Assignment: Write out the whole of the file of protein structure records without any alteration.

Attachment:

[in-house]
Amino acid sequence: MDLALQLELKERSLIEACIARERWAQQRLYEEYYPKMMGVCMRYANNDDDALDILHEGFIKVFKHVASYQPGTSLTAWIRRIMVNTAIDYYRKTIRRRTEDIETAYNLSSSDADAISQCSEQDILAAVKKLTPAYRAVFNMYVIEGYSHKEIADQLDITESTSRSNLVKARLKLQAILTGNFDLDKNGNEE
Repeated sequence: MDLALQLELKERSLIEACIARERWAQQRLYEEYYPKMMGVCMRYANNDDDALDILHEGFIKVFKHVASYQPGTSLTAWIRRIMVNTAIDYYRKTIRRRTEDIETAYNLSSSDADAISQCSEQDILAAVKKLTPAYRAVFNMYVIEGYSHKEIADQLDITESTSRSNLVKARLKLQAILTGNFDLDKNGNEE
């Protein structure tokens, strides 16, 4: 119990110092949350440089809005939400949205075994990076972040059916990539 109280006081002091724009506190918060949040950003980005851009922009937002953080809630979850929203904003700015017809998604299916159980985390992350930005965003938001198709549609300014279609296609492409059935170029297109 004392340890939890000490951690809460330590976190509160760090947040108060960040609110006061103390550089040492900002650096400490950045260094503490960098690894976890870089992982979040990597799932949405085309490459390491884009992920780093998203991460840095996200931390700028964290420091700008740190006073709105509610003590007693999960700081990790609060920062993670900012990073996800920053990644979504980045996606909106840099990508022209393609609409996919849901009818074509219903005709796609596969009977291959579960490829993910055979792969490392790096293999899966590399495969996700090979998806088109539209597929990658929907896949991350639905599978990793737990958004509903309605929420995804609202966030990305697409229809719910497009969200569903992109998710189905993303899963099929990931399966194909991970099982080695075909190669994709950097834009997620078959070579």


[in-house]
Amino acid sequence: MDLALQLELKERSLIEACIARERWAQQRLYEEYYPKMMGVCMRYANNDDDALDILHEGFIKVFKHVASYQPGTSLTAWIRRIMVNTAIDYYRKTIRRRTEDIETAYNLSSSDADAISQCSEQDILAAVKKLTPAYRAVFNMYVIEGYSHKEIADQLDITESTSRSNLVKARLKLQAILTGNFDLDKNGNEE
Repeated sequence: MDLALQLELKERSLIEACIARERWAQQRLYEEYYPKMMGVCMRYANNDDDALDILHEGFIKVFKHVASYQPGTSLTAWIRRIMVNTAIDYYRKTIRRRTEDIETAYNLSSSDADAISQCSEQDILAAVKKLTPAYRAVFNMYVIEGYSHKEIADQLDITESTSRSNLVKARLKLQAILTGNFDLDKNGNEE
């Protein structure tokens, strides 16, 4: 119990110092949350440089809005939400949205075994990076972040059916990539 109280006081002091724009506190918060949040950003980005851009922009937002953080809630979850929203904003700015017809998604299916159980985390992350930005965003938001198709549609300014279609296609492409059935170029297109 004392340890939890000490951690809460330590976190509160760090947040108060960040609110006061103390550089040492900002650096400490950045260094503490960098690894976890870089992982979040990597799932949405085309490459390491884009992920780093998203991460840095996200931390700028964290420091700008740190006073709105509610003590007693999960700081990790609060920062993670900012990073996800920053990644979504980045996606909106840099990508022209393609609409996919849901009818074509219903005709796609596969009977291959579960490829993910055979792969490392790096293999899966590399495969996700090979998806088109539209597929990658929907896949991350639905599978990793737990958004509903309605929420995804609202966030990305697409229809719910497009969200569903992109998710189905993303899963099929990931399966194909991970099982080695075909190669994709950097834009997620078959070579």